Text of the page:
At the beginning of the year, every GDL student is greeted with the usual whirlwind of information; lectures, seminars, introductory talks, mooting, pro bono, you name it! In spite of the chaos, I managed to stumble upon a project which provides a truly unique opportunity to GDL students. I would like to briefly tell you about the School Exclusion Project, how it makes an invaluable impact to vulnerable members of society, and how it can assist a prospective solicitor or barrister.
Let’s start with a statistic: in the 2013-2014 academic year, according to Department for Education statistics, an average of 26 children per day were permanently excluded from school. Thousands of families enter into an unfamiliar process which can be extremely upsetting, daunting and confusing. This is where the SEP steps in. The project provides free representation and advice to parents who have been affected school exclusions. GDL students represent parents throughout the exclusion process, from Governors’ Disciplinary Committee meetings to First Tier Tribunal hearings all around the country. The role played by the SEP is of paramount importance, as statistics indicate there is a link between permanent exclusions and diminished future prospects. In 2008, less than 1% of pupils who are sent to Pupil Referral Units, after having been permanently excluded, achieved 5 GCSEs at grades A* – C, and only 11.7% achieved at least one GCSEs at A* – C. Therefore, it is essential that a permanent exclusion is truly a last resort. As a student, the opportunity to contribute to such an important cause is one not to be missed.
Before outlining the role of a student rep in more detail, it’s worth mentioning the training day which students must attend. Reps are given a crash course in the law of exclusions and discrimination, run by barristers from Matrix Chambers and 11 KBW. This course focuses on two key documents on exclusion law: Education Act 2002 and a 2012 Department for Education Statutory Guidance on ‘Exclusion from Maintained Schools, Academies and Pupil Referral Units in England’ issued by the Department for Education. After having attended the training day, reps are free to take on cases, during which they will be provided support by barristers from the aforementioned chambers.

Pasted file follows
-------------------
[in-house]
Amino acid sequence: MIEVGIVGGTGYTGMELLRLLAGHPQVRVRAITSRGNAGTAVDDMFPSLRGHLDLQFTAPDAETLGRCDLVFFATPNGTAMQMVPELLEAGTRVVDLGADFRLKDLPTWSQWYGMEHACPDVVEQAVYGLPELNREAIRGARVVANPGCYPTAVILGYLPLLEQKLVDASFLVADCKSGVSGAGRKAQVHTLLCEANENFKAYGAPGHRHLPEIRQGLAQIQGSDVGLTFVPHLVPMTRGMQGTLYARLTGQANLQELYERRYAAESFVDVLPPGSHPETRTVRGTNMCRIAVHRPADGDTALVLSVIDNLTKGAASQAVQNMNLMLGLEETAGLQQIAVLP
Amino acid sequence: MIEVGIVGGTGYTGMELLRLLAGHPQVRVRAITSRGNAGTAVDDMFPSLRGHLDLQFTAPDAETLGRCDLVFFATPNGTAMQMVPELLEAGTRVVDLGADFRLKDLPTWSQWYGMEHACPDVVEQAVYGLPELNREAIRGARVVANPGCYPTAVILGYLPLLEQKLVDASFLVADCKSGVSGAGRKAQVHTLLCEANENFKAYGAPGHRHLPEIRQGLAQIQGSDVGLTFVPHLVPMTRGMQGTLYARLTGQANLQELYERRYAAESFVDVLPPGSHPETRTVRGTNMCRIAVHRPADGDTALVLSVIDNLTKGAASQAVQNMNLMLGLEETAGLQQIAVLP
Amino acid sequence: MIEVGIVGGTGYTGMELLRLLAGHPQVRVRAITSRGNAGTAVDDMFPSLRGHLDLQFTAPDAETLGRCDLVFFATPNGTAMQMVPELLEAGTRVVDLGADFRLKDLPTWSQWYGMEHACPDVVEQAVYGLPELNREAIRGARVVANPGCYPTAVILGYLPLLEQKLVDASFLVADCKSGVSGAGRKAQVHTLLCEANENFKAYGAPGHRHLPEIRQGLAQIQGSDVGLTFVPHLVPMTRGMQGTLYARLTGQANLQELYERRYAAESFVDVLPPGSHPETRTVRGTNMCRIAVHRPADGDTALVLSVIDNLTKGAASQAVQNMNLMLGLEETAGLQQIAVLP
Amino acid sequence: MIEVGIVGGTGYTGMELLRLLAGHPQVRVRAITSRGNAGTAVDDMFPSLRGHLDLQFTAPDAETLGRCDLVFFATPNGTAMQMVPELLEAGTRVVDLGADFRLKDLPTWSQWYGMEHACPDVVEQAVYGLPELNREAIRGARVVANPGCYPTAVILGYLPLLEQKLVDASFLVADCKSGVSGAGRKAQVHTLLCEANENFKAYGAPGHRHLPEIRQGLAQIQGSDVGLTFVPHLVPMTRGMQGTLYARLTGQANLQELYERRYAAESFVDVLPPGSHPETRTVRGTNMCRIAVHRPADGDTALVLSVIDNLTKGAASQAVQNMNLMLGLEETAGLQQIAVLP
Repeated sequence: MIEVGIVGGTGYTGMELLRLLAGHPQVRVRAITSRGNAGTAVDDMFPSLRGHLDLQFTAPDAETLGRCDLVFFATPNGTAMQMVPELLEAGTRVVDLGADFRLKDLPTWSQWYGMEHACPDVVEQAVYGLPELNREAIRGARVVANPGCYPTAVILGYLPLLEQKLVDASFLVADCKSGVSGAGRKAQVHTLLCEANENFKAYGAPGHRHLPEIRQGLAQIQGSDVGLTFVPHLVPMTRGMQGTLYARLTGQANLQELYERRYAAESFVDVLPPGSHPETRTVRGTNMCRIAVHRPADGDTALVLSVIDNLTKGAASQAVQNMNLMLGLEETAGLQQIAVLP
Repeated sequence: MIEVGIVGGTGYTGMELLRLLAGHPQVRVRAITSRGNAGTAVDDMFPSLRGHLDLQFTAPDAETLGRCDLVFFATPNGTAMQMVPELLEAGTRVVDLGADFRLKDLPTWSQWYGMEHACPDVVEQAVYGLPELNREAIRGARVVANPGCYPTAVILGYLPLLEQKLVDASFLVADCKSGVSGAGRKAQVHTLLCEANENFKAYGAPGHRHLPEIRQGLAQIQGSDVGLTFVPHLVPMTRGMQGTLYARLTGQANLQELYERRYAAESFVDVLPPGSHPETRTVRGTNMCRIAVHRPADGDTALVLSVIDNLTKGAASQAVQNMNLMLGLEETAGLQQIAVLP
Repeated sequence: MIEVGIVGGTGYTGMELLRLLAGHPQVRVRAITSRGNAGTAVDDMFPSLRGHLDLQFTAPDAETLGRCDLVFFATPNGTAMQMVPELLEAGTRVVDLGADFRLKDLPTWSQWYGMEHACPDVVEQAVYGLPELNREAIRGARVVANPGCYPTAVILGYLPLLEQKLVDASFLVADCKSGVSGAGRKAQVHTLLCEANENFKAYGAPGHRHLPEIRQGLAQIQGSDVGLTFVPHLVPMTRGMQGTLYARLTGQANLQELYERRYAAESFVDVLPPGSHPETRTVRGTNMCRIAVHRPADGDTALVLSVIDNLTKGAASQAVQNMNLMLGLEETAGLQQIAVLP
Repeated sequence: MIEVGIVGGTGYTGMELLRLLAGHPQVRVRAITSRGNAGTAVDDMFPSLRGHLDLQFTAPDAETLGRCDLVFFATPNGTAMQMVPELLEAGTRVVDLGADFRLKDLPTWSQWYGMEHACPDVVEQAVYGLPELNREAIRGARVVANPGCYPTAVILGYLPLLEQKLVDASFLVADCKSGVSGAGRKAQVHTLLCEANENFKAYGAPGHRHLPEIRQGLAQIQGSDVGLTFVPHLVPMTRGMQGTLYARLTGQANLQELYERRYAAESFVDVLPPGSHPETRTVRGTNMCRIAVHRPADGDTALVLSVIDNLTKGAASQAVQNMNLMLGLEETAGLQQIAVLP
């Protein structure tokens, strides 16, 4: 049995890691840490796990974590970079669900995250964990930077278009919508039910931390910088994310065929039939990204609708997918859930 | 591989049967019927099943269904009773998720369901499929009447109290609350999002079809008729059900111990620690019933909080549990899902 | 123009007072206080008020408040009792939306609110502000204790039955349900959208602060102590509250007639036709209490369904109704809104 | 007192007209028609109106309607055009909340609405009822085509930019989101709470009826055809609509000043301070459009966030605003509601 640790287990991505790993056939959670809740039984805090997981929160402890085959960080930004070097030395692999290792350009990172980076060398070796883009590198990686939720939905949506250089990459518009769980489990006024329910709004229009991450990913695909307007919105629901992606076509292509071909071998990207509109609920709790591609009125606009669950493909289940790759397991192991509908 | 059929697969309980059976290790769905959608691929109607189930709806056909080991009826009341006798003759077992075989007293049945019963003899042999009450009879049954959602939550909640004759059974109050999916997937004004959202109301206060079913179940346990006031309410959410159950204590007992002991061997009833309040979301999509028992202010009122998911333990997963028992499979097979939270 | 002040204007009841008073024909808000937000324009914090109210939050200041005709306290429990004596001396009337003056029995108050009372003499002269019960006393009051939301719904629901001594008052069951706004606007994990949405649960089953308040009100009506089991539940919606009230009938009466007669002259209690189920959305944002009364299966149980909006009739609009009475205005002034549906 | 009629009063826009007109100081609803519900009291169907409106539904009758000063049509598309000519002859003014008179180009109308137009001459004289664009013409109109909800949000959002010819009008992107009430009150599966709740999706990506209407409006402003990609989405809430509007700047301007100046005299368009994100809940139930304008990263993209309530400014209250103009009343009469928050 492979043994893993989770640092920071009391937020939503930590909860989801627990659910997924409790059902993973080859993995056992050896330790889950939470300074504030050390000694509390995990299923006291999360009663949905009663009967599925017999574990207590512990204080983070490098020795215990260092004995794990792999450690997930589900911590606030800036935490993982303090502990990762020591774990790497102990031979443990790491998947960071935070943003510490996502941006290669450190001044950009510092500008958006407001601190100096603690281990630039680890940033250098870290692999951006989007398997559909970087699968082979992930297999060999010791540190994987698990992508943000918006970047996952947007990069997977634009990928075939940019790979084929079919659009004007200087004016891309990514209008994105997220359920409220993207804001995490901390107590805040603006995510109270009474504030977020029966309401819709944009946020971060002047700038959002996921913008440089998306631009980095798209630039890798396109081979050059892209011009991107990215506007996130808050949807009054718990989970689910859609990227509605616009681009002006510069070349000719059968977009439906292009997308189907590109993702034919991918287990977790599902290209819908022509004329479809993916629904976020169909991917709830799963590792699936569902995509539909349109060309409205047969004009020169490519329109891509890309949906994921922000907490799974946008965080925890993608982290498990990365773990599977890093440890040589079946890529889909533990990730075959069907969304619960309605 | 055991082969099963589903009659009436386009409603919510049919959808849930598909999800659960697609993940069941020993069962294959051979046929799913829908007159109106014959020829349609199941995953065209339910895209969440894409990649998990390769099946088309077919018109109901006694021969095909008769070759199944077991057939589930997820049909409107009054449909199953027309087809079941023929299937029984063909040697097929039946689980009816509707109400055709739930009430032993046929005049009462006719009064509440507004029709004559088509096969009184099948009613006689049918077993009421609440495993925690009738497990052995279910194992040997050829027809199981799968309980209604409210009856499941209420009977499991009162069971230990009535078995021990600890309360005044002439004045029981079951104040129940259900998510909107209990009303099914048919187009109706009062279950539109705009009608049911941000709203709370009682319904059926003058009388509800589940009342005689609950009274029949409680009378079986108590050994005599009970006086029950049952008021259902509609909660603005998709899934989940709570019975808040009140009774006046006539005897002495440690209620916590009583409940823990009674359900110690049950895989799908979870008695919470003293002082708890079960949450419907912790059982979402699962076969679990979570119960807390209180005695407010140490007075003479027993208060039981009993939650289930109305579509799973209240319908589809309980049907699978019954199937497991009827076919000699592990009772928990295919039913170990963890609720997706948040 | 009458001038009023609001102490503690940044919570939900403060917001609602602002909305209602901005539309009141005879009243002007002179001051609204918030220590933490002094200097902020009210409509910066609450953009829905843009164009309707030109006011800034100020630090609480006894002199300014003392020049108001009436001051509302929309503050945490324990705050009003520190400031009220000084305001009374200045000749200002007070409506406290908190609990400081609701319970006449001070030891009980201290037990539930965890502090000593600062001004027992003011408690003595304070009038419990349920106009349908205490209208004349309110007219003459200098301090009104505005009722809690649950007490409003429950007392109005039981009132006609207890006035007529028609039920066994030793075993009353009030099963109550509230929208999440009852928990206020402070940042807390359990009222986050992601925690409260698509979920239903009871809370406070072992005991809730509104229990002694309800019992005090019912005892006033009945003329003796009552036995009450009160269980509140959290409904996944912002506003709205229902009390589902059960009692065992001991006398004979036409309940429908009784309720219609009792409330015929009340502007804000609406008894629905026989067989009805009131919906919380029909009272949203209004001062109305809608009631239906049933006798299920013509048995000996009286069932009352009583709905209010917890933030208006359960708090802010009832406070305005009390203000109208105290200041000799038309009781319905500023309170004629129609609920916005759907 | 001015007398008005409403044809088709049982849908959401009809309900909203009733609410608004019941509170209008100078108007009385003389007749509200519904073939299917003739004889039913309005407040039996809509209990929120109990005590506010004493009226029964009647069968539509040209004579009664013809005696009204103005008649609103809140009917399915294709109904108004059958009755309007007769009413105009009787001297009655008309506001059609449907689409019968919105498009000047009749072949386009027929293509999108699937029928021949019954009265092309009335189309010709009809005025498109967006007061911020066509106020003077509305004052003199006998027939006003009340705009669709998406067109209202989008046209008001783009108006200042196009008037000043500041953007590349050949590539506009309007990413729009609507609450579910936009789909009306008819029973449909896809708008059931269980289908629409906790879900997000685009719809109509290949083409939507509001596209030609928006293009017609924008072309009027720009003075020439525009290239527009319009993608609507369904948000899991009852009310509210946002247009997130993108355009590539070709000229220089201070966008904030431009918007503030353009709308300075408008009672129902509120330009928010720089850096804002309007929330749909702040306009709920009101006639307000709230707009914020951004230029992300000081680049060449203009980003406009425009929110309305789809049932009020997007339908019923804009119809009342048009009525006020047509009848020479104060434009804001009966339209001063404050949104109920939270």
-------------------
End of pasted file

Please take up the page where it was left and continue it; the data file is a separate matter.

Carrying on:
That being said, what does the job of a student rep actually entail? First of all, through the nature of their role, reps have the opportunity to gain invaluable advocacy experience. The exclusion hearings themselves require careful preparation and confident delivery of arguments, skills which are crucial to the development of a successful advocate. In fact, GDC meetings often prove to be challenging environments in which to present oral arguments, which can greatly enhance one’s ability to fearlessly argue a client’s case. The GDC’s present an invaluable opportunity to develop advocacy skills in real life settings, with real life consequences. However, an important lesson which I learnt from my experiences as a rep is that the impact of well constructed written advocacy must not be underestimated. Well written submissions can significantly alter the dynamic of a case, opening doors to your client which had been previously closed. A favourable alternative, such as the possibility of negotiating a managed move to another school, may be considered by a headteacher upon receipt of well drafted written arguments. Thus, the nature of the advocacy experience gained by a rep is truly comprehensive, spanning from negotiations to hearings, involving both oral and written advocacy.
In addition to advocacy, the Project is extremely beneficial on both a practical and personal level. Practically speaking, reps have the opportunity to undertake tasks which are of crucial importance to any legal career, such as holding conferences with clients, taking their instructions and offering legal advice. It is extremely rare to have this degree of autonomy at the beginning of legal study, allowing reps to develop these significant case management skills. In terms of personal development, confidence in one’s own ability as an advocate can be gained through the responsibility a rep has for his/her case. While daunting at first, the experience of having one’s own case, from start to finish, is extremely rewarding, as your skills as an advocate can play a key role in achieving a positive result for your client.
Finally, the experiences gained from the project provide a new dimension to the GDL. In a year of intense academic study, the project demonstrates the practical impact of the law on the lives of others. A deeper understanding of the law is gained once one has witnessed its practical consequences, considering the process from the client’s perspective. The significance of legal mechanisms, such as judicial review, became more apparent to me, once I had not only approached them from a theoretical standpoint, but when I had argued a case concerning a ground of judicial review, procedural impropriety, on behalf of my client. This experience encourages a broader approach to legal training, reminding us to always ask ourselves how the theory translates into practical implementation. After having ensured that a child is able to return to school, it became apparent to me that a career in the law is not only a rigorous, rewarding intellectual challenge, but also an opportunity to play a role in a process which forms the very fabric of our society.
Charles McCombe has just completed his Graduate Diploma in Law at City University and is currently a representative with the School Exclusion Project.